Note: This post is a few weeks late due to the fact that I have lost most of my photos for this make because I need to become more organized.
I’ve been throughly excited to create this green Christmas dress that I immediately jumped straight to it back in October. I originally tried to pull off assembling the whole dress the evening prior to our trip to Vegas back in October but that was just not as successful as I wanted it to be. In the end it was great that I did that because I was able to work out a few design flaws that I didn’t previously foresee.
I got the inspiration for this dress from Emily Hallman (you can read about her dress in this post). She used the top of Butterick B5878 view B and drafted a simple circle skirt instead of doing the multi tier version in the pattern. It came out ever so lovely but I wanted to make a couple of adjustments for my self as my body type is slightly different.
For my version I turned the elastic waist into a waist band, shortened the bodice to accommodate for the new waistband, and added a side zip since we removed the elasticity from the dress. I also used the same material as the original inspiration which is a Telio Viscose Rayon Challis Emerald. You can purchase this material from Fabric.com I enjoyed the material so much I ordered a second batch.
For most dresses with a waistband I usually have to shorten the bodice considerably in order for the center to actually hit my waist. (The curse of being slightly on the petite side of the fashion spectrum.) Adding in the waistband made it even more important that I shorten the pattern. However, even after doing the due diligence of shortening the pattern, I still had to take up the waist after my first fitting as the bodice was still too long for me.
For the skirt I did the same as Emily and drafted out a simple circle skirt. I struggle with getting the calculations for these skirts right however several fashion brands have put circle skirt calculators on their websites. For this skirt I used the calculator from ByHandLondon.com which took out the difficult part of figuring the right math. It turns out that I did not have enough material to do a full circle but I did have enough to make a half circle.
Once I got everything altered and assembled I tried on the dress, this was B.Z. (before zipper), so I defiantly had to shimmy into the dress trying not to pop a seam. This was very difficult and frustrating to do so I decided to install an invisible zipper along the side seam as there was no seam down the back which is where I typically place my zippers.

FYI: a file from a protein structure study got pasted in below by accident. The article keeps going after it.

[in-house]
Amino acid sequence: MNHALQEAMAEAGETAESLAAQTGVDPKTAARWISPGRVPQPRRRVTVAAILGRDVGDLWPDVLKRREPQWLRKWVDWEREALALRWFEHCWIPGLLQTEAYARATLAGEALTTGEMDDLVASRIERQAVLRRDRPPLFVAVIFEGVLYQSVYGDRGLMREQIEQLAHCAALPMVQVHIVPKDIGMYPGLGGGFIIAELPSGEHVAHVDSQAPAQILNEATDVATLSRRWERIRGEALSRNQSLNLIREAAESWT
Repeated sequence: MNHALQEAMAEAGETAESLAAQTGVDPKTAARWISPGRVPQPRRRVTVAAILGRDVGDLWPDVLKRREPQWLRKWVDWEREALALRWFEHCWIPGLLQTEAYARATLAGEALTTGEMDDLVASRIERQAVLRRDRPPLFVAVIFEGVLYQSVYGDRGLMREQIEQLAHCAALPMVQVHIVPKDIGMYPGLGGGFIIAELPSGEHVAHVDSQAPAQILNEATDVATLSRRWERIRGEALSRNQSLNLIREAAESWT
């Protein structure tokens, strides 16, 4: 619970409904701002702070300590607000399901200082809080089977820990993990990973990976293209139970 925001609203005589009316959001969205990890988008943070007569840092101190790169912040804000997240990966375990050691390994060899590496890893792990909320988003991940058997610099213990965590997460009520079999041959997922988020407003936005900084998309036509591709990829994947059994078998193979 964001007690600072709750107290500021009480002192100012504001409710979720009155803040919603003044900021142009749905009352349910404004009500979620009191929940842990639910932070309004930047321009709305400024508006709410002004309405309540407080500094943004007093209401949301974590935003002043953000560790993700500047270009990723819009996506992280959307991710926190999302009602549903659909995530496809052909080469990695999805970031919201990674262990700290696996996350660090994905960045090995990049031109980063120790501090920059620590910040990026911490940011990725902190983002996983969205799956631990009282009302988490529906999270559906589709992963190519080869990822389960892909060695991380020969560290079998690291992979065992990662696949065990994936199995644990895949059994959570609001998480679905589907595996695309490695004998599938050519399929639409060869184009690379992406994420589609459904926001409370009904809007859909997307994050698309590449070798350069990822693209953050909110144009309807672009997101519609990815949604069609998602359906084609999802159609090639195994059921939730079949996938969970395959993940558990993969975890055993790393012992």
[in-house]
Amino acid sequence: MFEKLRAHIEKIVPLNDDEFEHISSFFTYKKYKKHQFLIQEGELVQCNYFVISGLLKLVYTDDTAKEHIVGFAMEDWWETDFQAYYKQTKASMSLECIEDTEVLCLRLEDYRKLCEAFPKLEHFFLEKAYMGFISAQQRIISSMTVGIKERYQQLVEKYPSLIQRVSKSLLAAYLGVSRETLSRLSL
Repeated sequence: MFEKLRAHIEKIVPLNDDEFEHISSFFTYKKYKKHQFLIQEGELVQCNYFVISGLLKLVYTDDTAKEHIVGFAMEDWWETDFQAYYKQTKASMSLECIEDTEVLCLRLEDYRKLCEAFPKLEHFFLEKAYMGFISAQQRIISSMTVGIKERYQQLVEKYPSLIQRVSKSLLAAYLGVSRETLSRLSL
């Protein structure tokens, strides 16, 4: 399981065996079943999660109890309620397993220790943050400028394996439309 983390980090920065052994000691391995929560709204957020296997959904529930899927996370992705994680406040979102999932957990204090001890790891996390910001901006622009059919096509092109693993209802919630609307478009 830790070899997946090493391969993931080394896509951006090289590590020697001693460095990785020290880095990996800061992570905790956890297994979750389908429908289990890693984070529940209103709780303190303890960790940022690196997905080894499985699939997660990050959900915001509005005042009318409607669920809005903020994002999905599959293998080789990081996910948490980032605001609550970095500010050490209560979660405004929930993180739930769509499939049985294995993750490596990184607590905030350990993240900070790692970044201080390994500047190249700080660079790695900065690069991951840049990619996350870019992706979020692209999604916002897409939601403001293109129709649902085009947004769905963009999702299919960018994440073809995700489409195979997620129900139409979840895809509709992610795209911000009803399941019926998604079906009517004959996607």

Each time I install a zipper I get a little bit better. It helps that over the last year I have really been following the sewing community and have been watching a ton of Instagram Stories. @Hoppin_Bobbin on Insta always shares the best sewing tips that she either stumbles upon or learns from her mom. The latest trick I learned from her was that when you iron out your invisible zipper it should be so flattened that it will fold in half when it’s zipped back up. (I’ve included a photo below so you can see I’m not crazy.) This allows you to get as close to the zipper teeth as possible while sewing and it’s a brilliant idea.
Once the zipper was installed everything was ready to wear except for the hem and sleeves.
The material that I decided to use is very delicate, probably some of the most delicate that I have ever worked with. So on thing that I realized I had to do was serge every seam and edge before hemming or finishing.
To level the hem I used this new to me tool, the Dritz Deluxe Chalk Hem Marker. My mom actually purchased this for me and it is really quite nice and supper handy as I can now get an even hem all the way around the garment and it’s not high in one spot and low in another.
At the end of the day there would be somethings that I would do differently next time, like french seams since this material frays like no other, but I am very pleased with this make and have happily hung it up in my closet. No bad bin for this make.
Fall/Winter Wardrobe Make 3/6 Complete